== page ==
Here’s the latest reader question, along with my reply!
Scott asks: I am looking to purchase a 2003 Boxster. It is in excellent shape, with 51,000 miles. I live in Michigan, so the car would only be driven in the summer months. This is why it has so few miles on it. In my research, it would appear the IMS Bearing is of the greatest concern with these vehicles. Specifically, in the model years 2002 – 2004, this part can go bad in about 1 in 12 vehicles (8 percent of the time).
In your opinion, do I: (a) Realize the part has lasted 17-years, let a good thing be and do not replace it? Or (b) absolutely replace it at a cost of $3k – $4k on a car valued at $14k – eliminating potential future costs? Or (c) don’t even purchase a car with this potential risk? Thank you in advance for any opinion you elect to share on this matter.
My reply: Assuming the price is right – and the car appears to have been treated well and maintained well – the latter being key with these cars – I’d take the slight risk (51,000 miles being very low mileage for a 17-year-old car) buy it and enjoy it. Why fix what isn’t broken? Maybe the bearing will fail. But it’s ok now. It will probably be ok for some time to come.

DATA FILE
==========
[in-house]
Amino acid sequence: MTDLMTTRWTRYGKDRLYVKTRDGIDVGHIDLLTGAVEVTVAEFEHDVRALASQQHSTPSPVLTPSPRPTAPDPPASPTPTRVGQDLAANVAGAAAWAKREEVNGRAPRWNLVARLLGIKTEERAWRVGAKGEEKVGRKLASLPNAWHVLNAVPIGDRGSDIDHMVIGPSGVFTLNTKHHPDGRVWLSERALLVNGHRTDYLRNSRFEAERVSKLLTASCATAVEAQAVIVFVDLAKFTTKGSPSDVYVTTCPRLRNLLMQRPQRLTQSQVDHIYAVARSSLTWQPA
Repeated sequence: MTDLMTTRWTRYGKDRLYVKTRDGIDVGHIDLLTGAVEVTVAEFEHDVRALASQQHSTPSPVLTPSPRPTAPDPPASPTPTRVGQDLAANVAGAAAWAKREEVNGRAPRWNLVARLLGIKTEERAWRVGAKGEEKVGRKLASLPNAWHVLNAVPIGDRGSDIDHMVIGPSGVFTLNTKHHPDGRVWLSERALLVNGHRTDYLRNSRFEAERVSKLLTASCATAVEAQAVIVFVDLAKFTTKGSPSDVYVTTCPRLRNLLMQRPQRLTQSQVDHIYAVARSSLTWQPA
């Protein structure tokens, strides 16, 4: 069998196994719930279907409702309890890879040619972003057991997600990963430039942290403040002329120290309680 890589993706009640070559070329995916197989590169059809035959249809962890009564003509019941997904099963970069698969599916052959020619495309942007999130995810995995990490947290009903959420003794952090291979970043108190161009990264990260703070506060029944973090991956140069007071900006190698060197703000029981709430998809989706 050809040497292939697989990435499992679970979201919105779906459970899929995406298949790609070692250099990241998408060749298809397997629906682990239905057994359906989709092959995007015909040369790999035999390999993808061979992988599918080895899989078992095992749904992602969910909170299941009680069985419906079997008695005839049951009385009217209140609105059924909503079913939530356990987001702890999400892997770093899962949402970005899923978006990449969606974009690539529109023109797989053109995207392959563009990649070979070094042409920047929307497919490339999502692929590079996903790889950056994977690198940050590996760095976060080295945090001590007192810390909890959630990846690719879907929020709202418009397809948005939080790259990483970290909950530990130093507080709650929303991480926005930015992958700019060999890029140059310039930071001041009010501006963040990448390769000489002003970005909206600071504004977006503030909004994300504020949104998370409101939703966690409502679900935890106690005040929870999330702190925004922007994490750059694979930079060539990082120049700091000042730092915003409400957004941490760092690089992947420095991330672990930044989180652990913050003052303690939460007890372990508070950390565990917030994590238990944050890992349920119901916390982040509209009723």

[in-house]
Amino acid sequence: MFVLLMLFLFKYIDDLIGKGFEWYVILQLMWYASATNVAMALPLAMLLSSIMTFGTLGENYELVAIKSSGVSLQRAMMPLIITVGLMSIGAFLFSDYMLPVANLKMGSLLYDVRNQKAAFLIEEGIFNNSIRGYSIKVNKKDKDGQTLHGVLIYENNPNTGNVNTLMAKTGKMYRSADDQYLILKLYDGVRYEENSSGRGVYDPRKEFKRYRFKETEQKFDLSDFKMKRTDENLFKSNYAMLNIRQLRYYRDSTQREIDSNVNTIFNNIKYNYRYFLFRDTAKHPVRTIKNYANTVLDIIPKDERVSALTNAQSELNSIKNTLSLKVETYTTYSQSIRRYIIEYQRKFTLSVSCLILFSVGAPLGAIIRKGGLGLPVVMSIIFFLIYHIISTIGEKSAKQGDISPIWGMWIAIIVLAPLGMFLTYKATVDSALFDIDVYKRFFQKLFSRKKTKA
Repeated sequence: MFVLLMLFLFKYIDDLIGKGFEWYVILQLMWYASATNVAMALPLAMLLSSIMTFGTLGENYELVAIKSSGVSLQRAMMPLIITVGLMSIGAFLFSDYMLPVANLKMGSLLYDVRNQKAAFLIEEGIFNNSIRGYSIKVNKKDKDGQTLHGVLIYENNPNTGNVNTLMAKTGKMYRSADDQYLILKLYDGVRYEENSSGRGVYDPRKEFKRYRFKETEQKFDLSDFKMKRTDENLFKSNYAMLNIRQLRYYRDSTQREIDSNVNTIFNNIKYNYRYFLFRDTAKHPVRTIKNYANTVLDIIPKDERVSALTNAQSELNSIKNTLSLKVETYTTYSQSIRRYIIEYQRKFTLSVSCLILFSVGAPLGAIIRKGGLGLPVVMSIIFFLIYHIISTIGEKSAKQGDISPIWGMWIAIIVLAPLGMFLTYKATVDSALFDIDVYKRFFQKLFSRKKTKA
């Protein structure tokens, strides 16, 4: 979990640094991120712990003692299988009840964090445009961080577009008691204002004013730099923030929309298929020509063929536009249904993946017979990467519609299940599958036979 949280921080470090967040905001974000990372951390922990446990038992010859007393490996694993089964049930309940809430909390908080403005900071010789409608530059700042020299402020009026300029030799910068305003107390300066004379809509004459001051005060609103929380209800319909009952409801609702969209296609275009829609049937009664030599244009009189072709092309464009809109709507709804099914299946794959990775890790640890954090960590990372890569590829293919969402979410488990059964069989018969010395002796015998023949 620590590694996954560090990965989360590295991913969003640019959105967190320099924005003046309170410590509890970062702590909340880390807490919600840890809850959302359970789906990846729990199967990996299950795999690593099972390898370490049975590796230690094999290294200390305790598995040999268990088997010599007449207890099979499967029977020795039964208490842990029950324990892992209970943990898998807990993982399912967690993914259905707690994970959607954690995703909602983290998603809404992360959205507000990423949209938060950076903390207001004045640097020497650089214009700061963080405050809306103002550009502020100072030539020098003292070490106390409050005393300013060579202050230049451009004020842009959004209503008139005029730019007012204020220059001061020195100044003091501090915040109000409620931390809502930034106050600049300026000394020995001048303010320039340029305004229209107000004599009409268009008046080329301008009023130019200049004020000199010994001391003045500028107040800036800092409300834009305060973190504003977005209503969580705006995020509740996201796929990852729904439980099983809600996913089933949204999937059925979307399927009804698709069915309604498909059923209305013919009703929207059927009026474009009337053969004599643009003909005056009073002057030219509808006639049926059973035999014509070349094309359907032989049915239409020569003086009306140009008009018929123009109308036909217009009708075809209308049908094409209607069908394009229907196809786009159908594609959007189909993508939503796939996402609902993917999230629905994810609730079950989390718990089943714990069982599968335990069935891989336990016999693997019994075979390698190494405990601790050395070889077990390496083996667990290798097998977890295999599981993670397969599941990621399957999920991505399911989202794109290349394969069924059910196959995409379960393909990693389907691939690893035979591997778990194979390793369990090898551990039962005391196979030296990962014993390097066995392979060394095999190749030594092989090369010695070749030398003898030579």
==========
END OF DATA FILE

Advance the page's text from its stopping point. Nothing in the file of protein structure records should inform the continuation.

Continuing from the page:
A $14k Porsche is a deal viewed from almost any angle – assuming it’s not a rusted out 914!
Even if you end up putting $3-$4k into it, you still haven’t got more in it than would have been the case f you’d spent that sum on a new . . . Corolla.
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Got a question about cars, Libertarian politics – or anything else? Click on the “ask Eric” link and send ’em in!
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